How to remove the SUsrv virus

Most antivirus programs identify SUsrv.exe as malware—e.g. Avast identifies it as Win32:Dropper-gen [Drp] or Win32:Rootkit-gen [Rtk], and F-Secure identifies it as Application.Generic.1095397 or Application.Generic.1087732.

The free file information forum can help you find out how to remove it. If you have additional information about this file, please leave a comment or a suggestion for other users.

Click to Run a Free Virus Scan for the SUsrv.exe malware

SUsrv.exe file information

The process known as SUsrv.exe belongs to software Software Updater by unknown.

Description: SUsrv.exe is not essential for Windows and will often cause problems. The SUsrv.exe file is located in a subfolder of the user's profile folder. Known file sizes on Windows 10/8/7/XP are 429,568 bytes (16% of all occurrences), 85,504 bytes and 7 more variants. 
There is no file information. The program is not visible. It is not a Windows core file. Therefore the technical security rating is 59% dangerous.

Uninstalling this variant: If you are having problems with SUsrv.exe, you can uninstall the program using the Control Panel ⇒ Uninstall a ProgramSoftware Updater.

Recommended: Identify SUsrv.exe related errors

Important: You should check the SUsrv.exe process on your PC to see if it is a threat. We recommend Security Task Manager for verifying your computer's security. This was one of the Top Download Picks of The Washington Post and PC World.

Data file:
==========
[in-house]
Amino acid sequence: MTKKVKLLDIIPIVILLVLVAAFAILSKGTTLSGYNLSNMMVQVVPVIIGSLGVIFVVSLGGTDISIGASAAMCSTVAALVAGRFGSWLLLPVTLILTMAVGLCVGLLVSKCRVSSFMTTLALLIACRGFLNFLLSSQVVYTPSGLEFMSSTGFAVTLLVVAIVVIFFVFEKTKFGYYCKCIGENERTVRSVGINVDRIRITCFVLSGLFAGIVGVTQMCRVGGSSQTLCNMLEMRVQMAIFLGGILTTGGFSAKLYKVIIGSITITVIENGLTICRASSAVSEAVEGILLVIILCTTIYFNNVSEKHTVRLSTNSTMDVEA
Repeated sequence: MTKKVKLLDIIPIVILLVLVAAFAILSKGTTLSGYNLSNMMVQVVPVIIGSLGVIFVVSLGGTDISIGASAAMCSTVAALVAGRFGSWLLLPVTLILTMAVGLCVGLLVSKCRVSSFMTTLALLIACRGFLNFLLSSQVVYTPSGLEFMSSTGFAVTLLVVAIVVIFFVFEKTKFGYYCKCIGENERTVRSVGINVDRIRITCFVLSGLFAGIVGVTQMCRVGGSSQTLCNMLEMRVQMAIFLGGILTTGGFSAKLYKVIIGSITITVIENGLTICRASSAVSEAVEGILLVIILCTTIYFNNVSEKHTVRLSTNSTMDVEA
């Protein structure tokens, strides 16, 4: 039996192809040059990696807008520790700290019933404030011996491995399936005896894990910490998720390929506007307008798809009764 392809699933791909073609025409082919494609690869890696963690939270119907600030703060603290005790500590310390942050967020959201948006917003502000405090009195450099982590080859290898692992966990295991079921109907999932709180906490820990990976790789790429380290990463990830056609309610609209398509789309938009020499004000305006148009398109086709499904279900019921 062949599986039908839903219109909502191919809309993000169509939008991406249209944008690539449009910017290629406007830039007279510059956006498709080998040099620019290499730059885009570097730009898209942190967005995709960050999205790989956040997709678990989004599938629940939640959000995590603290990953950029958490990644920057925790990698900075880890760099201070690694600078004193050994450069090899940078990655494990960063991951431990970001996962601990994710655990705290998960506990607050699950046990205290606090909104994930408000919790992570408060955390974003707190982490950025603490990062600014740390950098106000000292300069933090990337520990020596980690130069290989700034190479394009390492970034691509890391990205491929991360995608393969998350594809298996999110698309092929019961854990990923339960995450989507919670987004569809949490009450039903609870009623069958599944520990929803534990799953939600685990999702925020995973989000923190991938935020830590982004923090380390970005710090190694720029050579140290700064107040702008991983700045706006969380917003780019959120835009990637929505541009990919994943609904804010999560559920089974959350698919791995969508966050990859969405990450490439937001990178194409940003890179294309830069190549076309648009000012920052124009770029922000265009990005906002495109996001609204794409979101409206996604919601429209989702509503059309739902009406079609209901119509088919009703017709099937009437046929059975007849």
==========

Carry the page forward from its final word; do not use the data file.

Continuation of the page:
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Best practices for resolving SUsrv issues

The following programs have also been shown useful for a deeper analysis: Security Task Manager examines the active SUsrv process on your computer and clearly tells you what it is doing. Malwarebytes' well-known anti-malware tool tells you if the SUsrv.exe on your computer displays annoying ads, slowing it down. This type of unwanted adware program is not considered by some antivirus software to be a virus and is therefore not marked for cleanup.

A clean and tidy computer is the key requirement for avoiding PC trouble. This means running a scan for malware, cleaning your hard drive using cleanmgr and sfc /scannow, uninstalling programs that you no longer need, checking for Autostart programs (using msconfig) and enabling Windows' Automatic Update. Always remember to perform periodic backups, or at least to set restore points.

Should you experience an actual problem, try to recall the last thing you did, or the last thing you installed before the problem appeared for the first time. Use the resmon command to identify the processes that are causing your problem. Even for serious problems, rather than reinstalling Windows, you are better off repairing of your installation or, for Windows 8 and later versions, executing the DISM.exe /Online /Cleanup-image /Restorehealth command. This allows you to repair the operating system without losing data.

Other processes

SUsrv.exe [all]